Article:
Masters of house flipping: Kortney and Dave Wilson
Humour goes a long way to creating great TV
Humour goes a long way to creating great TV
The back story is the stuff of fairytales: Two teenagers from two completely different smaller Ontario towns have big dreams to be singers. Independent of each other they set off for Nashville, Tennessee. Not only do they both sign recording deals, but they meet, fall in-love, record music, star on a TV-show and start a family.
Then life hits. After the entire U.S. economy tanked in 2008, Kortney and David Wilson found themselves scrambling for any work that paid the bills. Perhaps it’s those humbling days waiting tables that gives this now-famous family a lot more humility than most. A humility that comes through on and off the set of their new reality property show: Masters of the Flip (which premieres tomorrow night, May 12, at 10 p.m. EST on W Network).
The premise behind the show is simple: Can a pair of Canadians find happiness flipping homes in America’s music city? Watch an episode or two and you’ll quickly answer that question yourself.
Truth is, though, home flipping—whether it’s in Nashville, TN, or Scottsdale, AZ, or Toronto, ON—is becoming tougher and tougher.
“Nashville has undergone a complete transformation from when we first bought into the market in 1998,” explains Kortney. “Back then we opted for a neighbourhood that had not yet ‘arrived’ but had potential.” The gamble paid off. “We had neighbours who bought their home for $15,000 (after the devastating 1998 hurricane),” says Kortney. “These days they could easily sell the home for $700,000.”
But the big numbers and bright lights don’t wash away the couple’s desire to make a living—and help others do the same. Even more impressive is that the numbers at the end of each episode are realistic.
“We don’t take pro-bono work,” says Dave. “It’s a bad business model.” When pressed, Dave answers simply: “We don’t believe anyone should work for free.”
So that means everyone gets paid: from carpenters, to electricians, to drywallers, to tapers, to cleaners and stagers. The only costs that are not taken into consideration are the transactional fees: land transfer taxes, legal fees, realtor fees, property taxes, etc.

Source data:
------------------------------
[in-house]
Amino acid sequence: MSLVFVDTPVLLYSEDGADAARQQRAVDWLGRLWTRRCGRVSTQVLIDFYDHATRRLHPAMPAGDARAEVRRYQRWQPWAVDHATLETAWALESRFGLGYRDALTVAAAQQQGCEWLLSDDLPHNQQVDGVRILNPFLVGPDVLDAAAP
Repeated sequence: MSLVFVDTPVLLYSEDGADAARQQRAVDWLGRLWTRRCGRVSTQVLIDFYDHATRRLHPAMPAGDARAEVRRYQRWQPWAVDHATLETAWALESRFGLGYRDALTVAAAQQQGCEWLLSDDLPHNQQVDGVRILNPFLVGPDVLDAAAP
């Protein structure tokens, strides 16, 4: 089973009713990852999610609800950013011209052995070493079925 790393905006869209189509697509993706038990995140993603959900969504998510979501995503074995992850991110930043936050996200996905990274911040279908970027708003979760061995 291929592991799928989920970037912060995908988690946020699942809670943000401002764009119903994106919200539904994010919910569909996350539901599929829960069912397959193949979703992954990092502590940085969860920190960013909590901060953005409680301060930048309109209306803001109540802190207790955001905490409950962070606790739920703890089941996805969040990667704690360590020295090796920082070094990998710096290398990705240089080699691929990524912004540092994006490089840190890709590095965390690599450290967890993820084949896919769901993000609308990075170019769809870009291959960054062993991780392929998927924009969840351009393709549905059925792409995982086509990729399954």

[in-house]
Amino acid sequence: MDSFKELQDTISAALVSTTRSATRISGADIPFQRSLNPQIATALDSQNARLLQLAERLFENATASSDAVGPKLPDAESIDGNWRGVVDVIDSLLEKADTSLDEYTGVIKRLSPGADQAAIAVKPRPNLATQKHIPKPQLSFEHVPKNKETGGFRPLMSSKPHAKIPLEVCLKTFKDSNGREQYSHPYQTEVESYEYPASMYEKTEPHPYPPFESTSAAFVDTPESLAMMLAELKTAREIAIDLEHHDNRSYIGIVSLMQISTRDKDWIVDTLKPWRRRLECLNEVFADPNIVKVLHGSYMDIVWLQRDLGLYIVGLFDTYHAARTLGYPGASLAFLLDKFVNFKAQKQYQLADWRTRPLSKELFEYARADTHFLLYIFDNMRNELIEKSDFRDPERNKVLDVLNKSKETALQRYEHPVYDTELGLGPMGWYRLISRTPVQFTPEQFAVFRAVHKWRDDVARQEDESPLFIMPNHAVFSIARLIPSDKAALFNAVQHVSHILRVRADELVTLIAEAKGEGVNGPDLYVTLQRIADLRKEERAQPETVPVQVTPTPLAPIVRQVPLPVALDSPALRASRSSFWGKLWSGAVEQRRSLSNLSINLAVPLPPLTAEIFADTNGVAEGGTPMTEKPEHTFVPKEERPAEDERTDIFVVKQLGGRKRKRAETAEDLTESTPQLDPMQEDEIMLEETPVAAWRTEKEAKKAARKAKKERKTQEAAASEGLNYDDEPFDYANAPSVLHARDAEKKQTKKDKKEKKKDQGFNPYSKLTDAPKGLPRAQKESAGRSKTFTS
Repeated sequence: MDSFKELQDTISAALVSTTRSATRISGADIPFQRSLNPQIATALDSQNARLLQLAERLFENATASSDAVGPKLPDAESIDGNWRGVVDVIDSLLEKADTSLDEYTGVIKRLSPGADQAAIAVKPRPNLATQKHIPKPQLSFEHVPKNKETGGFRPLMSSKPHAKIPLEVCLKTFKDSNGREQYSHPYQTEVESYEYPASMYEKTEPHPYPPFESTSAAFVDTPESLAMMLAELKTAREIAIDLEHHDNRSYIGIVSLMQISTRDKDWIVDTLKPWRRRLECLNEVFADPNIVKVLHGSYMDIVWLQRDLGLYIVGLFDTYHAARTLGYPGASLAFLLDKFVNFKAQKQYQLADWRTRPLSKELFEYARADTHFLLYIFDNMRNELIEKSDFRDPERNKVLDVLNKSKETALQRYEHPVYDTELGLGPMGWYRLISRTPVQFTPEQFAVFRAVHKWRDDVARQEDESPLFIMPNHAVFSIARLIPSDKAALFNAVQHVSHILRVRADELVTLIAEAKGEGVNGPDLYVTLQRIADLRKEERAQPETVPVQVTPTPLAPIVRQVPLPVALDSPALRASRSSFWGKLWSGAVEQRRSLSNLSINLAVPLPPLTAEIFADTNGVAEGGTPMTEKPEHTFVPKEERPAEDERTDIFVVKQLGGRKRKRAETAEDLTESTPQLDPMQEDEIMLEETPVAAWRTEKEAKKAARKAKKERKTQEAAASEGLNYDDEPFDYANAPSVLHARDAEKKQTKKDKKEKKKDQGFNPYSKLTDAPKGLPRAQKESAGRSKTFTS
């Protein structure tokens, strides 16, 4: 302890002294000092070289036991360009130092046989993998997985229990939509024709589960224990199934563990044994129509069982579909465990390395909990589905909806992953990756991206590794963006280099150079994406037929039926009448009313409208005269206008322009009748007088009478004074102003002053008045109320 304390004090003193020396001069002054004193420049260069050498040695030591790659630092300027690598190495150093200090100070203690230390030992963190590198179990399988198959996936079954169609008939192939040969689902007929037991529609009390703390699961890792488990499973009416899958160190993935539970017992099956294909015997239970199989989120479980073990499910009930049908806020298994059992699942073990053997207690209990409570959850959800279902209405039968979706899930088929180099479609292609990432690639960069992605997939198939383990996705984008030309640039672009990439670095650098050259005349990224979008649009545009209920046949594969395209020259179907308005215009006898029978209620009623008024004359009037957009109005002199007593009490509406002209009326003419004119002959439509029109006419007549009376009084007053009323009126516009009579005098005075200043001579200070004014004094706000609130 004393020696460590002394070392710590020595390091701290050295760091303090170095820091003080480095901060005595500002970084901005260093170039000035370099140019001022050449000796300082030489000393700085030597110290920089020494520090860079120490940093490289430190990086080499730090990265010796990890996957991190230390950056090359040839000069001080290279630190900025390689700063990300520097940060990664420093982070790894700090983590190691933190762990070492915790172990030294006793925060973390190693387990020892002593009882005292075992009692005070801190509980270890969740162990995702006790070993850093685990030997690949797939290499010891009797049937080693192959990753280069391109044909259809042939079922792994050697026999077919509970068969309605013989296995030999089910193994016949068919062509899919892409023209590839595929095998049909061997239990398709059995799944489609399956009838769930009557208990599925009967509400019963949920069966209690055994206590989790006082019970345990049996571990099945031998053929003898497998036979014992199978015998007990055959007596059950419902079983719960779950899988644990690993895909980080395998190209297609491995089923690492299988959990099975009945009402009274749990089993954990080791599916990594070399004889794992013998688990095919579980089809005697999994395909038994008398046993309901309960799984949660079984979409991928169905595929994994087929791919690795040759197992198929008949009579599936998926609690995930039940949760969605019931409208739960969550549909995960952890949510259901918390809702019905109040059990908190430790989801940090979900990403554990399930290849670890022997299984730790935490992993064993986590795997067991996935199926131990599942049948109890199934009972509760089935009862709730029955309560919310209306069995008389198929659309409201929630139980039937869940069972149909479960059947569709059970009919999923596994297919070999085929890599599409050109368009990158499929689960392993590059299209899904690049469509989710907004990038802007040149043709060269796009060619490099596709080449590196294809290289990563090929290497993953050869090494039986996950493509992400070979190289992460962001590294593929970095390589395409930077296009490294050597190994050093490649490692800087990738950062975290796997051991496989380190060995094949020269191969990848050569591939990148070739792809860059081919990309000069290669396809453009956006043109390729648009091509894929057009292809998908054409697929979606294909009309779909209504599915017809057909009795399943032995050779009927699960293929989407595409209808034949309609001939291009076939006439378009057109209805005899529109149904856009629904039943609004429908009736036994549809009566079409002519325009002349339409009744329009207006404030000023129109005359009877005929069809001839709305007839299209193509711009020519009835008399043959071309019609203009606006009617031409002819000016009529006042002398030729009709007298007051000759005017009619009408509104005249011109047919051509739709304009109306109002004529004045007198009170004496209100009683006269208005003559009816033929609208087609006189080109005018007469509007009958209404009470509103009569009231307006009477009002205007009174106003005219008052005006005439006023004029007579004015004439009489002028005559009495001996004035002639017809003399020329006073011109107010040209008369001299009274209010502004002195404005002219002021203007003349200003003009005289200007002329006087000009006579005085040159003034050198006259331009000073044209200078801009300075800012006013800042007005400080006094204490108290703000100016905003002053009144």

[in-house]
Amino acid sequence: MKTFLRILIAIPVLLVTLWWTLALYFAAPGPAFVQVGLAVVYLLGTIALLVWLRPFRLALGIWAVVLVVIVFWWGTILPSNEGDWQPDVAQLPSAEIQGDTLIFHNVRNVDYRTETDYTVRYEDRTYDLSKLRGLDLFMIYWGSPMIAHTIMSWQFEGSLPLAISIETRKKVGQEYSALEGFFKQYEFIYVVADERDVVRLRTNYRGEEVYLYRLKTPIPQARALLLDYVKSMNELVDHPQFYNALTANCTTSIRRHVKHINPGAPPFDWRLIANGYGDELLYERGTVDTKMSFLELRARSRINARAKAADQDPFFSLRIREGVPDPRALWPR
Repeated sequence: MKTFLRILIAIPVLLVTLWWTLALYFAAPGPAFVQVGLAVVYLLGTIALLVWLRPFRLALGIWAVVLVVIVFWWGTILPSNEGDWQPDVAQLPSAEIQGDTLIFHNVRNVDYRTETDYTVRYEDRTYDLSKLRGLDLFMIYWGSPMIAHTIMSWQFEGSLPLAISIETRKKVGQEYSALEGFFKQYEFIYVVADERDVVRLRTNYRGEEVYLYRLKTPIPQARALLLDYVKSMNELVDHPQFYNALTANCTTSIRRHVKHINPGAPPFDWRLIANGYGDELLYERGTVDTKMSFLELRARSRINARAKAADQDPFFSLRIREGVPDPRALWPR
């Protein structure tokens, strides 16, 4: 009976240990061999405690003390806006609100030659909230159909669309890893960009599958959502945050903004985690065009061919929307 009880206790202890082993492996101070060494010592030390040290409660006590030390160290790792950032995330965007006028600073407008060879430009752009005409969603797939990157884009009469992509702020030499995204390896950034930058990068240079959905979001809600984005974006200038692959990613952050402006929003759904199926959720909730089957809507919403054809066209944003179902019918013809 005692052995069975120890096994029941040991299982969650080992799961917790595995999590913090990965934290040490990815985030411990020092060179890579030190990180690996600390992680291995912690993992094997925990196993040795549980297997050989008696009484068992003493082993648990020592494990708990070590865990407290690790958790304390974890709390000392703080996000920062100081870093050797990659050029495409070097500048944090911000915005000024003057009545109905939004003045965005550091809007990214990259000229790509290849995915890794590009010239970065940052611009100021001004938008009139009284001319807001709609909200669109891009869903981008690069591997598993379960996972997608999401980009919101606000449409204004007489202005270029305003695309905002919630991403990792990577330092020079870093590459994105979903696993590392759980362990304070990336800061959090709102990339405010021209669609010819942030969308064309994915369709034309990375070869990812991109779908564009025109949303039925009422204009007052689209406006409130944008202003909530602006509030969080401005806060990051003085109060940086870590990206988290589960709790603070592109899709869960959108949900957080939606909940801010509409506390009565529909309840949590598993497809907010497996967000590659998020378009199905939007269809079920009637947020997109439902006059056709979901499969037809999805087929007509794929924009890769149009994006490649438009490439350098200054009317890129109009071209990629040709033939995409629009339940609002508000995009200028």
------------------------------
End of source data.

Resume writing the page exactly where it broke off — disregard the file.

OK. I know. Closing costs and realtor fees add up. But these are also costs of doing business that any house flipper, real estate investor, or home buyer will need to take into consideration. I’m just impressed that the Wilsons pay their trades and report closer to accurate construction costs on each episode. You and I both know this is not the case for a large number of reality shows on the air. Also, at no point do they sugar-coat the house-flipping business and they are quick to add that this already tough business model is getting tougher and tougher. Kortney explains: “Nashville is a booming market and it now feels like it’s on everybody’s radar.”
It’s this down-to-earth honesty that leaves me with the impression that the Wilsons aren’t trying to convince people that flipping real estate is a great way to make money. They just want to share their adventures with other people, not convince people to pick up a hammer and try their hand at real estate speculation. That approach is refreshing even if there are two-dozen other property shows on the air. (It also helps that Kortney’s designs are eye-popping and trendy.)
To sum up: The Masters of Flip will offer us a snappy, fun and funny glimpse into the gritty, stressful business of flipping houses. It’s a refreshing watch…and I’m sure my PVR will end up with more than few of these episodes in the coming weeks. But I’ll confess: I really am a sucker for people who can weather a storm well and come out smiling.
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